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New York

State Requirements


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GROUP FAMILY DAYCARE HOME LICENSING REQUIREMENTS
Section 416.1 Definitions, Enforcement and Hearings.

The provisions of Part 413 of this Title apply to this Part.

416.2 Procedures for Applying for and Renewing a License

(a) Applicants for a license must submit to the Office:

(1) a completed application, including required attestations, on forms furnished by the Office or approved equivalents. Such application and attestations must include an agreement by the applicant to operate the group family day care home in conformity with applicable laws and regulations;

(2) health statements for the provider, assistant and any alternate assistant completed within the 12 months preceding the date of application, as required in section 416.11 of this Part;

(3) a summary of the training and experience of the provider, assistant and any alternate assistant as described in section 416.13 of this Part;

(4) the names, addresses and day time telephone numbers of at least three references each for the provider, assistant and any alternate assistant, as specified in section 416.13 of this Part;

(5) sworn statements by the provider, assistant, any alternate assistant and any person 18 years of age or older who resides in the proposed group family day care home indicating whether, to the best of their knowledge, they have ever been convicted of a misdemeanor or a felony in New York State or any other jurisdiction, and fingerprint cards as required to comply with the requirements of section 413.4 of this Article;

(6) certification, on forms provided by the Office, of the status of the individual applicant's child support obligations or payments, in accordance with the requirements of Section 3-503 of the General Obligations Law;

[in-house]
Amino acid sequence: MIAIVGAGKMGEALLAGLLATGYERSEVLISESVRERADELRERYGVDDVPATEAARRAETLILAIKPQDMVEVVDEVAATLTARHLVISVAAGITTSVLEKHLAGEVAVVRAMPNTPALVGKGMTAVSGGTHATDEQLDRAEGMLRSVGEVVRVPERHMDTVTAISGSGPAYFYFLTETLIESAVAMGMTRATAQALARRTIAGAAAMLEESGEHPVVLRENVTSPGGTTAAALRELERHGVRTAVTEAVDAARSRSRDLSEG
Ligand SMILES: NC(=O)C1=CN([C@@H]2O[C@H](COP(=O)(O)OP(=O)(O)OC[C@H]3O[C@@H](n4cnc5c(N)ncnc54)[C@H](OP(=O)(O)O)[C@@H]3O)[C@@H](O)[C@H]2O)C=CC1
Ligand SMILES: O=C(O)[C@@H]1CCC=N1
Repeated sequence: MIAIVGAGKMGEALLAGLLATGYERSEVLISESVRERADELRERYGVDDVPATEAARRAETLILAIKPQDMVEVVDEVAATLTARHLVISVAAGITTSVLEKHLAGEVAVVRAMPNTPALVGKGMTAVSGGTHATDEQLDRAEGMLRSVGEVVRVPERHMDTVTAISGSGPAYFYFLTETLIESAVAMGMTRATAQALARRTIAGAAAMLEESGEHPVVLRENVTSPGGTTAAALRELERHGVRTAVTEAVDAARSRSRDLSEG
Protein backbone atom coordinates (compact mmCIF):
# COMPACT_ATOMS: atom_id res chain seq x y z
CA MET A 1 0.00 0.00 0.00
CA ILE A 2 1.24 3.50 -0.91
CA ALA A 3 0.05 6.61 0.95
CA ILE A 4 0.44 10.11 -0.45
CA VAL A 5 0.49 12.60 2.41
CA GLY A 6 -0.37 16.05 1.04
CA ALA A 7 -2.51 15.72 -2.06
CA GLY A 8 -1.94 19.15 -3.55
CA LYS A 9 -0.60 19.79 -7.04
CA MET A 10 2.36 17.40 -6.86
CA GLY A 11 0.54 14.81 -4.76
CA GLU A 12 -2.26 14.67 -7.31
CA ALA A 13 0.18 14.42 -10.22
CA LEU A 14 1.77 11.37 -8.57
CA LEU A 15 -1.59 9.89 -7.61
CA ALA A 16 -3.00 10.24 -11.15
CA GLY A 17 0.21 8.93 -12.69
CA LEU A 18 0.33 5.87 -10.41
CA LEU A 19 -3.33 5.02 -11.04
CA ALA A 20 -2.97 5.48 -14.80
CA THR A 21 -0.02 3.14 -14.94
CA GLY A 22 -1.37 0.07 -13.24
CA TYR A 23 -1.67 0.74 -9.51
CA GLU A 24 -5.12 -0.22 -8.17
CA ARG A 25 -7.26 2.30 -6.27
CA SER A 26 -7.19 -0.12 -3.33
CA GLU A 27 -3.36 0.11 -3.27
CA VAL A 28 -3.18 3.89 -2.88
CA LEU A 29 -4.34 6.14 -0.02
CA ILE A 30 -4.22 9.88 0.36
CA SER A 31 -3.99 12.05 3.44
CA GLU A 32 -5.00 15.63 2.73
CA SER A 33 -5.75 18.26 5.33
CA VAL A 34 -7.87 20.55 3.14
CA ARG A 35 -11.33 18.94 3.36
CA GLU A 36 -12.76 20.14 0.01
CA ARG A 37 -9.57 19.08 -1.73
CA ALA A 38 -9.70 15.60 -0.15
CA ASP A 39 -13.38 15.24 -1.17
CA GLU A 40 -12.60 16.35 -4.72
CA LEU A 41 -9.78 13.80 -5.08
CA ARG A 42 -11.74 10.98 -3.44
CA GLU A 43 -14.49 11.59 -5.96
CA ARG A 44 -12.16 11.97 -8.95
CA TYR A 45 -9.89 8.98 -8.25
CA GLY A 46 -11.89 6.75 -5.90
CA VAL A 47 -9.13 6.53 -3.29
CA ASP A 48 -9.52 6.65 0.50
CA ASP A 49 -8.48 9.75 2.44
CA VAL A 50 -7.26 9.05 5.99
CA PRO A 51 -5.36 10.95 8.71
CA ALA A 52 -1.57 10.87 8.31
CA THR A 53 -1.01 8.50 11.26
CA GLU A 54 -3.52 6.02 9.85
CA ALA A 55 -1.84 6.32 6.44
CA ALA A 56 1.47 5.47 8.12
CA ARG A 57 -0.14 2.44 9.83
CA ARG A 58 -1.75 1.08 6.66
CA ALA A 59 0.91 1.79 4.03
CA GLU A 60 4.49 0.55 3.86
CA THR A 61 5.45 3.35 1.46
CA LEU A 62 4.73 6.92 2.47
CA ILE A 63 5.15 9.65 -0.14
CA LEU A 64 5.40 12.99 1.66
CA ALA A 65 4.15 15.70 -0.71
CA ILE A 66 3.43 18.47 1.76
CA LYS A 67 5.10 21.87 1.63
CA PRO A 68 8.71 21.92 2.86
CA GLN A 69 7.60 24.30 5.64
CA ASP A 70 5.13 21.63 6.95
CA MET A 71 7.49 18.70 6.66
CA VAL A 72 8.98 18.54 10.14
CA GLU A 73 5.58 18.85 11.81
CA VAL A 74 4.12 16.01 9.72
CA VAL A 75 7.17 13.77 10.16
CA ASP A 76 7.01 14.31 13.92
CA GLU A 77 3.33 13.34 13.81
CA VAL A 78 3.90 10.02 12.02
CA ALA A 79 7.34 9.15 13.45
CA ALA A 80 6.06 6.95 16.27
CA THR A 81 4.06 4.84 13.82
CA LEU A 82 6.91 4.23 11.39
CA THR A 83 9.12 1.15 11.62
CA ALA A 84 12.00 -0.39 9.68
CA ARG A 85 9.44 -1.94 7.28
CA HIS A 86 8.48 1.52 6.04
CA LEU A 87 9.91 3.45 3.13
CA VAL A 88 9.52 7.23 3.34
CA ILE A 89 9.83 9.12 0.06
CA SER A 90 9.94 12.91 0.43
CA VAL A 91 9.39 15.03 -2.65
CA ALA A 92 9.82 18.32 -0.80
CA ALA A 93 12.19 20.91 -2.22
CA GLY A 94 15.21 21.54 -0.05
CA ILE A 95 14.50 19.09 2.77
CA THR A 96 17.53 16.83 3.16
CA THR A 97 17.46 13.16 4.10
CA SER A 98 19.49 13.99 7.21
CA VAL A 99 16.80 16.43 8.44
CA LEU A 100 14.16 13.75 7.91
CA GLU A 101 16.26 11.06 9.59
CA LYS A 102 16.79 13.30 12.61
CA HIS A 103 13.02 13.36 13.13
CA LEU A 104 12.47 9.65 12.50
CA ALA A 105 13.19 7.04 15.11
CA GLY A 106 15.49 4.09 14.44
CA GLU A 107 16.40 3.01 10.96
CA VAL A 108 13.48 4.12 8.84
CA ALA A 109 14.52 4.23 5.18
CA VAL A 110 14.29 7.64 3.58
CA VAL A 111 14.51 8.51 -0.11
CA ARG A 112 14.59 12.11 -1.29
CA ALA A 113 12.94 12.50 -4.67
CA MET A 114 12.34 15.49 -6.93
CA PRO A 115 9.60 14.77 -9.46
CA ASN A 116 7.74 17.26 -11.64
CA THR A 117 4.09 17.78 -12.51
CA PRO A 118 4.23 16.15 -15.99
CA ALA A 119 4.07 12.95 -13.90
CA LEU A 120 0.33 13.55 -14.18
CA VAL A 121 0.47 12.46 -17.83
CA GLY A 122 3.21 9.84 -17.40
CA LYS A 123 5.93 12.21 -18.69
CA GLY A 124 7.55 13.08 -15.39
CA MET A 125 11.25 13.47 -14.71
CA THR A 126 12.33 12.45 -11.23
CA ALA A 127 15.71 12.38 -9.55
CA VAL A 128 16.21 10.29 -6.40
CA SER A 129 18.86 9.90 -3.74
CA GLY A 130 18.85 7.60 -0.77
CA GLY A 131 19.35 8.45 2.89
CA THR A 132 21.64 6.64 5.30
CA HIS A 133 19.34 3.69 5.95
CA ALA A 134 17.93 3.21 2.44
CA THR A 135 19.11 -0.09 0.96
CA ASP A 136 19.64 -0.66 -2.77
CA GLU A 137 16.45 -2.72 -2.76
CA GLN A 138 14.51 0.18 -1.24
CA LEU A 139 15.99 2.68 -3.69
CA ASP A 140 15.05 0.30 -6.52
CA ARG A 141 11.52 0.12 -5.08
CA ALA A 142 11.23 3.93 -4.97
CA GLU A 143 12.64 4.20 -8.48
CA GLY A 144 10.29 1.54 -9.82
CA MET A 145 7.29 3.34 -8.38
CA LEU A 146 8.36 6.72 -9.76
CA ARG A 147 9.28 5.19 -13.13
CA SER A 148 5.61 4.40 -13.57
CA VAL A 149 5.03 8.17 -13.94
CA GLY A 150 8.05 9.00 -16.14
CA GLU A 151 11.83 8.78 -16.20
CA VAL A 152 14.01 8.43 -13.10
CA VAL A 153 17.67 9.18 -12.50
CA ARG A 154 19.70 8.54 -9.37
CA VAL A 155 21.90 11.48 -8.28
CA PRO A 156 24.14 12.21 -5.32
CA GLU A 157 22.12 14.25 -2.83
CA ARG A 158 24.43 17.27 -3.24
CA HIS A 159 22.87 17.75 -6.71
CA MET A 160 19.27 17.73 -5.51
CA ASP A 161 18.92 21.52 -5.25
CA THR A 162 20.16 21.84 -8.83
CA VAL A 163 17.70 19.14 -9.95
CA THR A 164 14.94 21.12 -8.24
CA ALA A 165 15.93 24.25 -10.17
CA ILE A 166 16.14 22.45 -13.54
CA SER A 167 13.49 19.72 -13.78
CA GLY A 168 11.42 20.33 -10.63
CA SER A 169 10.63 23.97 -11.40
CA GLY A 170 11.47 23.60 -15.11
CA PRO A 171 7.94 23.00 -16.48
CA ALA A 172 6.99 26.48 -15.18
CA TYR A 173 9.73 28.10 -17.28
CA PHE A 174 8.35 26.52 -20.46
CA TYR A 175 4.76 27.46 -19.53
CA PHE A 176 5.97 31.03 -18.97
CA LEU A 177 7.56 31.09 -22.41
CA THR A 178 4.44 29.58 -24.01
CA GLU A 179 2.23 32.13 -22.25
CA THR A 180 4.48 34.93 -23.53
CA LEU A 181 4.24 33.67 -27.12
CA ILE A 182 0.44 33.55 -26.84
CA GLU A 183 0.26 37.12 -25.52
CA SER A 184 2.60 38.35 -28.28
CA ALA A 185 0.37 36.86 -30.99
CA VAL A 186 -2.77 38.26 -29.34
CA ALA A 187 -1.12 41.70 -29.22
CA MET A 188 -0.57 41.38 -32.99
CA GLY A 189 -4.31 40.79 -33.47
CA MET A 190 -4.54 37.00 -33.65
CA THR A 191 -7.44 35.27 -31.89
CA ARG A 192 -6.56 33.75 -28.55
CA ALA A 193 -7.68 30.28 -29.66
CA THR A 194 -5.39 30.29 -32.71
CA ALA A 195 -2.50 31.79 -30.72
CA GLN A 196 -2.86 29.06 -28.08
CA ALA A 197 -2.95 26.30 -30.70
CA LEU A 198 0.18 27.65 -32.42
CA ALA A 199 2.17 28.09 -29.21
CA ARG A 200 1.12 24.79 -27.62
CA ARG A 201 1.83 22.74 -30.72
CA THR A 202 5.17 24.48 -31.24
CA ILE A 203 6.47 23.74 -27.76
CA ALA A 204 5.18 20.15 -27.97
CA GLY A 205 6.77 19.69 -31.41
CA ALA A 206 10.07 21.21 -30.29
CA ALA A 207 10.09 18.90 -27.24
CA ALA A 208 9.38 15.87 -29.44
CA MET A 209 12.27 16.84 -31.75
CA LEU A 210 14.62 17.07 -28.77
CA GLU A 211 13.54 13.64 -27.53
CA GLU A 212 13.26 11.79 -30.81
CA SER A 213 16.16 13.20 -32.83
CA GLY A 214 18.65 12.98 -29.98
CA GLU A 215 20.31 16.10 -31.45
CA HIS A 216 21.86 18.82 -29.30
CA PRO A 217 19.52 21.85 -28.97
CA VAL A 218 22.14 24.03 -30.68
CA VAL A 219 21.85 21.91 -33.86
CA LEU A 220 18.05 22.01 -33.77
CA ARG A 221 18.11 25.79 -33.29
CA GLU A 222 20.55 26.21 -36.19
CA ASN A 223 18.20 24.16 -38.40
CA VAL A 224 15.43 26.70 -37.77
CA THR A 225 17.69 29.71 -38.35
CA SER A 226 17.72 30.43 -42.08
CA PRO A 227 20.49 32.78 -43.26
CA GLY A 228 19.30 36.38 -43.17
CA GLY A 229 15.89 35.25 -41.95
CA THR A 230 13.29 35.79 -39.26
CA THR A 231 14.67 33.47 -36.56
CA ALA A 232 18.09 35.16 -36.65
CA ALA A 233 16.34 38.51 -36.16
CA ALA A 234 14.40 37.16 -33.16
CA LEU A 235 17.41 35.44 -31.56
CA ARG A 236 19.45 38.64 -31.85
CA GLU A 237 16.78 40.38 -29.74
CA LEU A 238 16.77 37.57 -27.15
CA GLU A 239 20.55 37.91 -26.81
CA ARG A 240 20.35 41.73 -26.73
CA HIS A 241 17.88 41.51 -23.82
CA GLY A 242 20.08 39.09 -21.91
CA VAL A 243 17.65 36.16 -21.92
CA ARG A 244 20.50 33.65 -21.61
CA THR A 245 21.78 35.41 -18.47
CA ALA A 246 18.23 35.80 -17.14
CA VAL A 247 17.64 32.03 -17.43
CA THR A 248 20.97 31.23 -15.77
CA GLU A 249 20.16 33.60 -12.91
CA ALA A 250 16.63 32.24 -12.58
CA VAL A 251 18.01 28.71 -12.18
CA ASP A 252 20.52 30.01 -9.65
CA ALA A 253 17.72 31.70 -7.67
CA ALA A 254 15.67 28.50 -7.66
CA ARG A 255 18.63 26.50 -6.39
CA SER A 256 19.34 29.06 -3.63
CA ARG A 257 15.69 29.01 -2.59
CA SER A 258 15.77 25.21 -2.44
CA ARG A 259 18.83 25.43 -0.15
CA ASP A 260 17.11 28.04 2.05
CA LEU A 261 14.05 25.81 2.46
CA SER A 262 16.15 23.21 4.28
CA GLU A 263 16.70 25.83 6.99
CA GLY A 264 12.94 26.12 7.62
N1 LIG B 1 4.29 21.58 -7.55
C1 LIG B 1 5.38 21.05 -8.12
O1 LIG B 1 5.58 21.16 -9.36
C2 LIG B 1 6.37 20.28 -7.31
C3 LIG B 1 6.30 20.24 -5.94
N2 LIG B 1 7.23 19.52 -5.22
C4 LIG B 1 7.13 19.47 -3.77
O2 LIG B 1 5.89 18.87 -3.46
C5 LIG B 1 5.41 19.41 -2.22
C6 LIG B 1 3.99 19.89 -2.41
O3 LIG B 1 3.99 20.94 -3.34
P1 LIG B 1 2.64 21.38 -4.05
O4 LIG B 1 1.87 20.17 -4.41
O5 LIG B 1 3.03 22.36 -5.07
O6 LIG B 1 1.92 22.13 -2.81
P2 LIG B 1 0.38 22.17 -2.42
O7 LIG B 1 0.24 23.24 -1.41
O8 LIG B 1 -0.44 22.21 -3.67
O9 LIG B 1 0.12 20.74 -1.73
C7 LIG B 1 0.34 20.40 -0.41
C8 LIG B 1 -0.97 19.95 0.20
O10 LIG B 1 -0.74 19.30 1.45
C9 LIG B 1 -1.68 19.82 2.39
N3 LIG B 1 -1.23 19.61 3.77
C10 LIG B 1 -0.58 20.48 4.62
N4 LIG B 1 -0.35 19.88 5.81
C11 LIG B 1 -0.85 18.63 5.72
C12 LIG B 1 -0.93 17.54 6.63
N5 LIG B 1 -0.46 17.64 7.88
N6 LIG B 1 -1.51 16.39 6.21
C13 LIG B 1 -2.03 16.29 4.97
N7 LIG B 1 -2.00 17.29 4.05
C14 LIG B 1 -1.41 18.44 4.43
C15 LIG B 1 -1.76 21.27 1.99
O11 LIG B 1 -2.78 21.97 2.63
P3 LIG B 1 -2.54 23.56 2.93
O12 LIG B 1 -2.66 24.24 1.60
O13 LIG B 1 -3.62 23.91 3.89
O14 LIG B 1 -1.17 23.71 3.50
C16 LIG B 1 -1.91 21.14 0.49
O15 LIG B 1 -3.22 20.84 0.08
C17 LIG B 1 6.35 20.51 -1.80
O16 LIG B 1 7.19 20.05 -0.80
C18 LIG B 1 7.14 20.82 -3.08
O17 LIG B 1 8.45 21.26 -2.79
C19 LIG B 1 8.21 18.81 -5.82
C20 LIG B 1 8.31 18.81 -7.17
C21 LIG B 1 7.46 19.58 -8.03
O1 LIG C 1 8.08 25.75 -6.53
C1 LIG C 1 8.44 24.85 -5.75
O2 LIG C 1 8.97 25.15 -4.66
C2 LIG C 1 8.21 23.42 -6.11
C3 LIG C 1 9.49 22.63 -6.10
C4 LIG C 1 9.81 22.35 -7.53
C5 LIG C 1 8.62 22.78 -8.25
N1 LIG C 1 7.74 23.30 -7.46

(7) certification, on forms provided by the Office, that the applicant is providing workers compensation in accordance with the requirements of New York State law;

(8) the Statewide Central Register clearance forms necessary to complete required screening by the Statewide Central Register of Child Abuse and Maltreatment to determine if the provider, assistant, any alternate assistant and any person 18 years of age or older who resides in the proposed group family day care home is the subject of an indicated report of child abuse or maltreatment;

(9) a statement regarding the health of all persons residing in the group family day care home completed within the 12 months preceding the date of application, as required in section 416.11 of this Part;

(10) a statement from the appropriate local official or authority that the dwelling meets standards for sanitation and safety, where the Office notifies the applicant that such a statement is required;

(11) where a provider uses a private water supply:

(i) a report from a state licensed laboratory or individual, based on tests performed within the 12 months preceding the date of application, showing that the water meets standards for drinking water established by the New York State Department of Health; or

(ii) if the water does not meet such standards, a description of how water for all purposes will be provided by another method acceptable to the Department of Health;

(12) a report of inspection and approval performed by local authorities within the 12 months preceding the date of application of any wood or coal burning stove, fireplace or permanently installed gas space heater in use at the home; and

(13) certification, on forms provided by the Office, that the dwelling, its property and premises, and the surrounding neighborhood and environment are free from environmental hazards. Where the historical or current use of the dwelling, its property and premises, or the surrounding neighborhood indicate that an environmental hazard may be present, inspection or testing must be completed by the appropriate local official or authority to determine if such hazard exists. Documentation of the inspection or testing must be appended to the statement required by this paragraph and include a statement from the appropriate local official or authority following this inspection and/or testing that the dwelling, its property and premises, and the surrounding neighborhood, meet applicable standards for sanitation and safety. Such hazards include but are not limited to, dry cleaners, gas stations, nuclear laboratories or power plants, property designated as a federal superfund clean-up site, and any property with known contaminated ground or water supplies.

(b) Applicants for a license must submit all the documentation required in subdivision (a) of this section within 90 days after the submission of the first piece of such documentation to the Office. An applicant who fails to submit all documentation within the 90 days will be deemed to have withdrawn such application.